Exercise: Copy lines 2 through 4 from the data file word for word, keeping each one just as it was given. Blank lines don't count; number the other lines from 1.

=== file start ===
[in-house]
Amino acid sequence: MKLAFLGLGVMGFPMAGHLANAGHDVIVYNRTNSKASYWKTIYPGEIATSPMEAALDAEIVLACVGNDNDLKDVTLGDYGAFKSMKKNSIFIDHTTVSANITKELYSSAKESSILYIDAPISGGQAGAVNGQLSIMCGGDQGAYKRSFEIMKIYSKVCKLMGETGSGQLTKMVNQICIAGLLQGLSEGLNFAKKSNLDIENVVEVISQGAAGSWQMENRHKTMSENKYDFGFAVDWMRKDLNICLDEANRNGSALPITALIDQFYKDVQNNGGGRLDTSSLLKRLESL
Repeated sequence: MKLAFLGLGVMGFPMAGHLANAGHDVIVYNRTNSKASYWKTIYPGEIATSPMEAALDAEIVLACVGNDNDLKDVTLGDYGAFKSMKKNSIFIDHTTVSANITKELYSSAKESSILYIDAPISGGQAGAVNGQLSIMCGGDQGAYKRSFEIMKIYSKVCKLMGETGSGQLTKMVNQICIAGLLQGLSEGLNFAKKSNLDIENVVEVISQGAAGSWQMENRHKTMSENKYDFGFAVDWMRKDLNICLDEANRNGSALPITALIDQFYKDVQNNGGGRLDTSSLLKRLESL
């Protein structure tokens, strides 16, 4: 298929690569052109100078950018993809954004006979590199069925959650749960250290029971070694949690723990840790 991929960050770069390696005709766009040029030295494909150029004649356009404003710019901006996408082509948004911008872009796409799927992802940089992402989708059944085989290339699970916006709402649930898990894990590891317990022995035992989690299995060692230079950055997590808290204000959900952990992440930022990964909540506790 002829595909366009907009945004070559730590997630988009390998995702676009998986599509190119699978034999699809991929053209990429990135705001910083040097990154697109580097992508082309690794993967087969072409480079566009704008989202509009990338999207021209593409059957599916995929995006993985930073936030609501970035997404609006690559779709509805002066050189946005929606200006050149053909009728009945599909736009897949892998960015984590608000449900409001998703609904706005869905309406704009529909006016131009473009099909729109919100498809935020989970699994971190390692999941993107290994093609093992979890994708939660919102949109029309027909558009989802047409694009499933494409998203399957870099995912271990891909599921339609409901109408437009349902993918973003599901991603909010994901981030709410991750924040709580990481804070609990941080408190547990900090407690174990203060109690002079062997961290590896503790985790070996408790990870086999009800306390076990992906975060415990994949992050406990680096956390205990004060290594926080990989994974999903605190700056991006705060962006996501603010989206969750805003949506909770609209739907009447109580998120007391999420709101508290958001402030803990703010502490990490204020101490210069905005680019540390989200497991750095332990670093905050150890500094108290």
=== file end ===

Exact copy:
Amino acid sequence: MKLAFLGLGVMGFPMAGHLANAGHDVIVYNRTNSKASYWKTIYPGEIATSPMEAALDAEIVLACVGNDNDLKDVTLGDYGAFKSMKKNSIFIDHTTVSANITKELYSSAKESSILYIDAPISGGQAGAVNGQLSIMCGGDQGAYKRSFEIMKIYSKVCKLMGETGSGQLTKMVNQICIAGLLQGLSEGLNFAKKSNLDIENVVEVISQGAAGSWQMENRHKTMSENKYDFGFAVDWMRKDLNICLDEANRNGSALPITALIDQFYKDVQNNGGGRLDTSSLLKRLESL
Repeated sequence: MKLAFLGLGVMGFPMAGHLANAGHDVIVYNRTNSKASYWKTIYPGEIATSPMEAALDAEIVLACVGNDNDLKDVTLGDYGAFKSMKKNSIFIDHTTVSANITKELYSSAKESSILYIDAPISGGQAGAVNGQLSIMCGGDQGAYKRSFEIMKIYSKVCKLMGETGSGQLTKMVNQICIAGLLQGLSEGLNFAKKSNLDIENVVEVISQGAAGSWQMENRHKTMSENKYDFGFAVDWMRKDLNICLDEANRNGSALPITALIDQFYKDVQNNGGGRLDTSSLLKRLESL
């Protein structure tokens, strides 16, 4: 298929690569052109100078950018993809954004006979590199069925959650749960250290029971070694949690723990840790 991929960050770069390696005709766009040029030295494909150029004649356009404003710019901006996408082509948004911008872009796409799927992802940089992402989708059944085989290339699970916006709402649930898990894990590891317990022995035992989690299995060692230079950055997590808290204000959900952990992440930022990964909540506790 002829595909366009907009945004070559730590997630988009390998995702676009998986599509190119699978034999699809991929053209990429990135705001910083040097990154697109580097992508082309690794993967087969072409480079566009704008989202509009990338999207021209593409059957599916995929995006993985930073936030609501970035997404609006690559779709509805002066050189946005929606200006050149053909009728009945599909736009897949892998960015984590608000449900409001998703609904706005869905309406704009529909006016131009473009099909729109919100498809935020989970699994971190390692999941993107290994093609093992979890994708939660919102949109029309027909558009989802047409694009499933494409998203399957870099995912271990891909599921339609409901109408437009349902993918973003599901991603909010994901981030709410991750924040709580990481804070609990941080408190547990900090407690174990203060109690002079062997961290590896503790985790070996408790990870086999009800306390076990992906975060415990994949992050406990680096956390205990004060290594926080990989994974999903605190700056991006705060962006996501603010989206969750805003949506909770609209739907009447109580998120007391999420709101508290958001402030803990703010502490990490204020101490210069905005680019540390989200497991750095332990670093905050150890500094108290």